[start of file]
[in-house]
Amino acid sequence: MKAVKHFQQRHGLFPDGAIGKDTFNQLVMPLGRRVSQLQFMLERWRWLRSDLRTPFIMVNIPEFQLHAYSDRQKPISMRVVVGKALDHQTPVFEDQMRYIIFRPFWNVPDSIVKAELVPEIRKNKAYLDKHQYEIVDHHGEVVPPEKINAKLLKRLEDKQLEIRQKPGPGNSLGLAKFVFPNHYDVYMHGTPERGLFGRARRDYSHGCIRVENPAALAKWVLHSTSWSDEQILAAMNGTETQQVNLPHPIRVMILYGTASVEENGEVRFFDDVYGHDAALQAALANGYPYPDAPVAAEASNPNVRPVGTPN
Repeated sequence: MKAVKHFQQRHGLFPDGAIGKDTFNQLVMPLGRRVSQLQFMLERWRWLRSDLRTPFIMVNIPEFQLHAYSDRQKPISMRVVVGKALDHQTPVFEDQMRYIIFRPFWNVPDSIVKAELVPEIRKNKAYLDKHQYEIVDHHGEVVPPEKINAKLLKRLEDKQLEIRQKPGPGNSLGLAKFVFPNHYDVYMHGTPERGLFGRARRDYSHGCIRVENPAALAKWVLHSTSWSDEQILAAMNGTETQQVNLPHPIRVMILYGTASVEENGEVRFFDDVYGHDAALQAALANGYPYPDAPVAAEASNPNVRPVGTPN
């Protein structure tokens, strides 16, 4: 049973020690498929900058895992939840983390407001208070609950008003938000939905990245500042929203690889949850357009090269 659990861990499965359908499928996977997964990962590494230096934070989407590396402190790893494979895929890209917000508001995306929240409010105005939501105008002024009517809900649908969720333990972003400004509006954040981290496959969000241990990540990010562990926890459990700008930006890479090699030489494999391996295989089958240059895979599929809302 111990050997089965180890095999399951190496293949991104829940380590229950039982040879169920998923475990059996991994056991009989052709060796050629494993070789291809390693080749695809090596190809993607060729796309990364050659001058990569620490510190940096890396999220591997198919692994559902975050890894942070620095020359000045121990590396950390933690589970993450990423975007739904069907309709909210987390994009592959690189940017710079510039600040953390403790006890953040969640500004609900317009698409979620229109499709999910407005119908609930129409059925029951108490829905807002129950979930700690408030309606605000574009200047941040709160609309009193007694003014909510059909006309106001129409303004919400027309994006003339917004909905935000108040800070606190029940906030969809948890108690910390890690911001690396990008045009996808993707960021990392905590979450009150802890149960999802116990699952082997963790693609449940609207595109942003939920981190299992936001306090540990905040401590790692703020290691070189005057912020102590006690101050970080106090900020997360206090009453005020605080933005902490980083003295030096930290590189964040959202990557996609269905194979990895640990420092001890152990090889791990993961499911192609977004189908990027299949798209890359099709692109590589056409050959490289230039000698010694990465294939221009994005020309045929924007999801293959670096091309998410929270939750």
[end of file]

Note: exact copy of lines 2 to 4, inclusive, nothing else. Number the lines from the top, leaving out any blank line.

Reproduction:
Amino acid sequence: MKAVKHFQQRHGLFPDGAIGKDTFNQLVMPLGRRVSQLQFMLERWRWLRSDLRTPFIMVNIPEFQLHAYSDRQKPISMRVVVGKALDHQTPVFEDQMRYIIFRPFWNVPDSIVKAELVPEIRKNKAYLDKHQYEIVDHHGEVVPPEKINAKLLKRLEDKQLEIRQKPGPGNSLGLAKFVFPNHYDVYMHGTPERGLFGRARRDYSHGCIRVENPAALAKWVLHSTSWSDEQILAAMNGTETQQVNLPHPIRVMILYGTASVEENGEVRFFDDVYGHDAALQAALANGYPYPDAPVAAEASNPNVRPVGTPN
Repeated sequence: MKAVKHFQQRHGLFPDGAIGKDTFNQLVMPLGRRVSQLQFMLERWRWLRSDLRTPFIMVNIPEFQLHAYSDRQKPISMRVVVGKALDHQTPVFEDQMRYIIFRPFWNVPDSIVKAELVPEIRKNKAYLDKHQYEIVDHHGEVVPPEKINAKLLKRLEDKQLEIRQKPGPGNSLGLAKFVFPNHYDVYMHGTPERGLFGRARRDYSHGCIRVENPAALAKWVLHSTSWSDEQILAAMNGTETQQVNLPHPIRVMILYGTASVEENGEVRFFDDVYGHDAALQAALANGYPYPDAPVAAEASNPNVRPVGTPN
């Protein structure tokens, strides 16, 4: 049973020690498929900058895992939840983390407001208070609950008003938000939905990245500042929203690889949850357009090269 659990861990499965359908499928996977997964990962590494230096934070989407590396402190790893494979895929890209917000508001995306929240409010105005939501105008002024009517809900649908969720333990972003400004509006954040981290496959969000241990990540990010562990926890459990700008930006890479090699030489494999391996295989089958240059895979599929809302 111990050997089965180890095999399951190496293949991104829940380590229950039982040879169920998923475990059996991994056991009989052709060796050629494993070789291809390693080749695809090596190809993607060729796309990364050659001058990569620490510190940096890396999220591997198919692994559902975050890894942070620095020359000045121990590396950390933690589970993450990423975007739904069907309709909210987390994009592959690189940017710079510039600040953390403790006890953040969640500004609900317009698409979620229109499709999910407005119908609930129409059925029951108490829905807002129950979930700690408030309606605000574009200047941040709160609309009193007694003014909510059909006309106001129409303004919400027309994006003339917004909905935000108040800070606190029940906030969809948890108690910390890690911001690396990008045009996808993707960021990392905590979450009150802890149960999802116990699952082997963790693609449940609207595109942003939920981190299992936001306090540990905040401590790692703020290691070189005057912020102590006690101050970080106090900020997360206090009453005020605080933005902490980083003295030096930290590189964040959202990557996609269905194979990895640990420092001890152990090889791990993961499911192609977004189908990027299949798209890359099709692109590589056409050959490289230039000698010694990465294939221009994005020309045929924007999801293959670096091309998410929270939750």